Just as we need to re-arrange what’s on our dinner plates by moving ocean greens to the center, we need to move farmers, food workers, communities, and protection of the planet to the center of our plate, and push the destructive, unjust old economy off the table.
We’re putting farmers and buyers on equal footing by negotiating with institutions to guarantee forward contracts so that we get paid before we grow, and if our crops fail, then both the farmer and the buyer share the loss.
It’s time for everyone to share the risk in the risky business of growing food in the era of climate change and globalization.
The relationship between farmer and buyer has to go even deeper.
Reformatting the food system is going to be costly.
It’s going to be complex.
Simply using purchasing power will not be enough.
Anchor institutions such as hospitals, universities, wholesalers, and retailers have a new role, a new set of responsibilities in the new economy.
They have a duty to invest aggressively in our farmers, our infrastructure and our communities.
This involves donating a portion of their profits and their endowment to building hatcheries, seafood hubs, logistical and transport systems, incubation, and R&D.
This will mean less profit for the private sector and a lower rate of return for universities.
But it will also mean more value in terms of social and environmental good.
All around us we can see that “business as usual” will not save this planet.
It’s time to divest from the old economy and invest in the new.

The new economy: Rethinking “the politics of no”

Finally, we are insisting that markets reward the positive externalities of our farms.
We’re working in places like Connecticut to include ocean farmers in existing nitrogen trading programs.
New farms are being built in polluted areas like Bridgeport and the Bronx River in order to soak up the nitrogen and carbon, pull out heavy metals, and re-build reefs.
Instead of harvesting food, these farms harvest ecosystem services.
While others pollute, we restore — and as farmers we should be paid for the positive externalities of our work.
In the new economy, markets have to reflect the environmental benefits we provide.
We could set aside the entire world’s oceans, and our ocean ecosystems would still die.
Conservation alone is no longer environmentalism.
In 1979, Jacques Cousteau, the father of ocean conservation, wrote: “We must plant the sea and herd its animals using the ocean as farmers instead of hunters.That is what civilization is all about — farming replacing hunting.”
This dream of Cousteau’s and of Green Wave’s is frightening to some environmentalists.
The idea of hundreds of ocean farms dotting our coastlines and the idea of 3D farms embedded in wind farms are unsettling to many because of the scale.
As a result, the instinct of environmentalists is to do everything they can to protect the oceans from any and all forms of economic development.
They shield themselves with a “politics of no.”
I’m sympathetic to these fears, especially given the history of industrial aquaculture in the 1980s; yet in the era of climate change, it’s an illusion for environmentalists to think they can save our seas by relying on a conservation strategy alone while continuing to ask the oceans to feed our hunger for wild seafood.
Conservation represents its own form of climate-change denial.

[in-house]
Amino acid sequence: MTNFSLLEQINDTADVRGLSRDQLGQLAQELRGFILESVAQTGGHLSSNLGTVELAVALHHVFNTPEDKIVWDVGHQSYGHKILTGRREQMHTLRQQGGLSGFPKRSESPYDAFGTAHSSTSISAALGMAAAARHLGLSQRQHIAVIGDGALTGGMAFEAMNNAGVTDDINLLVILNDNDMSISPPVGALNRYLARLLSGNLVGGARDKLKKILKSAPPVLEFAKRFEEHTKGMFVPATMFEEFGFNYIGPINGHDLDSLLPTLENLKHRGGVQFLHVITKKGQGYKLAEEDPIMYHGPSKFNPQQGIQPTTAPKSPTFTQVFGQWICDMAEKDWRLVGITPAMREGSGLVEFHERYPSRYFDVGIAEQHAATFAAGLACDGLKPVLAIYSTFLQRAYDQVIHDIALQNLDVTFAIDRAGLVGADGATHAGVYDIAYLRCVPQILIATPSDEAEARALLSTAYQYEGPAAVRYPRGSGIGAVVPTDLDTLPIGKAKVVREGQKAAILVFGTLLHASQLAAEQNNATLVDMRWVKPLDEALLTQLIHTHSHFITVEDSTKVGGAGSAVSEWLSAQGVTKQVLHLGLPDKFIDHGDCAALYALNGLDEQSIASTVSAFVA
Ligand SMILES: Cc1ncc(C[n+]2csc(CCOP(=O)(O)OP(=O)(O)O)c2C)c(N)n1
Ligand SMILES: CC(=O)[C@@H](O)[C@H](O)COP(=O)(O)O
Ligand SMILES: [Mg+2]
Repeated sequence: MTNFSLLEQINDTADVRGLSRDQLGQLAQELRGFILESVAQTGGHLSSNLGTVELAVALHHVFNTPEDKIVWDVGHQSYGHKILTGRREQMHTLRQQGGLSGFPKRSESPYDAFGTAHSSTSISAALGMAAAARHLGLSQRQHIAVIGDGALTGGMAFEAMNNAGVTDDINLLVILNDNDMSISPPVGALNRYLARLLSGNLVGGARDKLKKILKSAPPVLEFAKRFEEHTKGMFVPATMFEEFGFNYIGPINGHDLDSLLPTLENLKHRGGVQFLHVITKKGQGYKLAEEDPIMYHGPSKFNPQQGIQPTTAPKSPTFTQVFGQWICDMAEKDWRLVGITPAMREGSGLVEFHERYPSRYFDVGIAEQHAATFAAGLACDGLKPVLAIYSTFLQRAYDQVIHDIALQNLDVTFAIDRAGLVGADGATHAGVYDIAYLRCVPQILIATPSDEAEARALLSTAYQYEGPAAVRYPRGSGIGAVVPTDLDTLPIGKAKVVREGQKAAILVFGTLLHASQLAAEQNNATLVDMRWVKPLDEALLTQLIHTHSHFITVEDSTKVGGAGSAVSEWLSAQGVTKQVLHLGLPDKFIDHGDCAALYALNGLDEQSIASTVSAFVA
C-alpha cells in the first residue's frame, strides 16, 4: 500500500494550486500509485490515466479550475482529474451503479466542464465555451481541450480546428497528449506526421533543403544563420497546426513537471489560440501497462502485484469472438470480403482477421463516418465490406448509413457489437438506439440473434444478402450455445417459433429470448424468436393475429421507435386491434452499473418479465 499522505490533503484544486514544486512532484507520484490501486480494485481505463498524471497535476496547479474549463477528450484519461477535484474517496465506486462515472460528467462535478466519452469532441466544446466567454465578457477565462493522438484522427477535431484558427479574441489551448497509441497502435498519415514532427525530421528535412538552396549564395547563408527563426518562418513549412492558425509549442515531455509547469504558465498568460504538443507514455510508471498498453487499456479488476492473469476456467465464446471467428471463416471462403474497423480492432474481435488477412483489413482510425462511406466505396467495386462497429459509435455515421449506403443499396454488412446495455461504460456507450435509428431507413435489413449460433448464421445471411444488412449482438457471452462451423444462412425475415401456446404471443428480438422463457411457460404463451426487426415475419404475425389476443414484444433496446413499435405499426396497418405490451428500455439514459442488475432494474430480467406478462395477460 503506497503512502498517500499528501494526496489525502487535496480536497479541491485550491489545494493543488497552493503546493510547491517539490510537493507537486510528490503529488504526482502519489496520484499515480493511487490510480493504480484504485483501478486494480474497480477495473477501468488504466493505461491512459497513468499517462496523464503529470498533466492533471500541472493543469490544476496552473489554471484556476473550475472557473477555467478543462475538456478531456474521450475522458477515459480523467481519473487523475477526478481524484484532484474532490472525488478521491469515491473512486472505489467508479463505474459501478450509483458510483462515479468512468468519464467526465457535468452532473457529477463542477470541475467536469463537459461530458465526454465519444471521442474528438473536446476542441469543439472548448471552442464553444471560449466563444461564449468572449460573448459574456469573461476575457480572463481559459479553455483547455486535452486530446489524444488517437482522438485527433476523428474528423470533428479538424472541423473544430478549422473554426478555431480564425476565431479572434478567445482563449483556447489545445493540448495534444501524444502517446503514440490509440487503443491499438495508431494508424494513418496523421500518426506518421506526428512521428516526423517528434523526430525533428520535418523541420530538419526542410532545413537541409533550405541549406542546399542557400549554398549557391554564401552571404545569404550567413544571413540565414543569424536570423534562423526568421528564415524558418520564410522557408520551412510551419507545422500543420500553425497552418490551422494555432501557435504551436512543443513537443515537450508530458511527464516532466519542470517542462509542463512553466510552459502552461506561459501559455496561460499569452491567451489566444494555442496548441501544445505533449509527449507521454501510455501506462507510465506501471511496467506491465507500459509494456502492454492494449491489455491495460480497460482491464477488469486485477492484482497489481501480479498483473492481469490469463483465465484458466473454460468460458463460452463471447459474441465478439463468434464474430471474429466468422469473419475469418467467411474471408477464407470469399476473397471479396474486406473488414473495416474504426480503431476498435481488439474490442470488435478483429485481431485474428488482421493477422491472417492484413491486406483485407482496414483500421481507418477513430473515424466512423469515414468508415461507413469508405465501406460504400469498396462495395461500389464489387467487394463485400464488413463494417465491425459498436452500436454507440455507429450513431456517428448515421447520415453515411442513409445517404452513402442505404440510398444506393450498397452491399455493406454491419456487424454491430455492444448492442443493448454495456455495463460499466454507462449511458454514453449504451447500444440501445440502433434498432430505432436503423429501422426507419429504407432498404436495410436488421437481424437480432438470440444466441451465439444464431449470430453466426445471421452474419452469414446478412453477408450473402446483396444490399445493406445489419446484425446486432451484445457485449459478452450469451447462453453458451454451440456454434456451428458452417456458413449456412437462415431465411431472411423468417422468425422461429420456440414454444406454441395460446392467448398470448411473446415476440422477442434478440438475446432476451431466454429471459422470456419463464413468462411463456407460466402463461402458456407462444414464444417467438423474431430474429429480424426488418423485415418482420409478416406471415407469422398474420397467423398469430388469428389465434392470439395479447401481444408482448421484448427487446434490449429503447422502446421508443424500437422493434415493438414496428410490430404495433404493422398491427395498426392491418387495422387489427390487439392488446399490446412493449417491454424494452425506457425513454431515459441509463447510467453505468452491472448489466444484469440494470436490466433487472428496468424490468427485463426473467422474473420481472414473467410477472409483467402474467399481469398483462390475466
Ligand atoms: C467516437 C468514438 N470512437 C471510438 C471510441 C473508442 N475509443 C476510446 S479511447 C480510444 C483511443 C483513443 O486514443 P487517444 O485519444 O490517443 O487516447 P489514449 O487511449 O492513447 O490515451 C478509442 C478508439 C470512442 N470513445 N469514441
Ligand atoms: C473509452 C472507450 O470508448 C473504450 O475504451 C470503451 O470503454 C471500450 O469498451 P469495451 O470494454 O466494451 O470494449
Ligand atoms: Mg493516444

We all know it’s real, but the true significance, the implications, the urgency, haven’t sunk in.
Just look at what’s happening on land and sea: rising water temperatures and acidification threatening one out of four marine species with extinction; drought and extreme weather expected to make U.S.
corn prices go up by 140 percent in the next 15 years alone, while agriculture is responsible for one-third to one-half of all carbon emissions and uses 80 percent of the fresh water in some areas, making it the primary cause of droughts, rising food prices, and food insecurity.
If there is one lesson we should learn from the 2015 water wars in California, it’s that our food system is going to be driven out to sea.
Yes, we need marine parks, but we could set aside the entire world’s oceans, and our ocean ecosystems would still die.
Conservation alone is no longer environmentalism.
The climate crisis demands that we use our fears as a catalyst for change.
For the first time in generations, we have an opportunity to grow food the right way, provide good middle-class jobs, restore ecosystem, and feed the planet.
This is the new face of environmentalism.
As our food system gets pushed out to sea, we can come together to block privatization, to protect our commons and to spread the seeds of justice.
We can invent new occupations, shift entire workforces out of the old economy into the new restorative economy.
This is our chance to recruit an army of ocean farmers to grow a new climate cuisine that is both beautiful and hopeful so that all of us can make a living on a living planet.

Links :

Monday, March 28, 2016

Ocean stories

100 Stories featuring artists, scientists, film makers, athletes and more
whose lives have been inspired by their love and commitment to the Ocean. 

Sunday, March 27, 2016

Nuclear submarine breaking through Arctic ice

Arctic Circle (March 10, 2016) Los Angeles-class submarine  USS Hartford (SSN 768) breaking through several feet of solid ice in order to surface in the Arctic Circle near Ice Camp Sargo during Ice Exercise (ICEX) 2016.
Service members and civilians assigned to Arctic Submarine Lab clear ice from the hatches to allow for surface access
 ICEX is a five-week exercise designed to research, test, and evaluate operational capabilities in the region.
(U.S. Navy video by Mass Communication Specialist 2nd Class Tyler Thompson and Staff Sgt. Edward Eagerton/Released 

A tribute to USS 571 Nautilus - First nuclear submarine to surface the Arctic Ice (see article)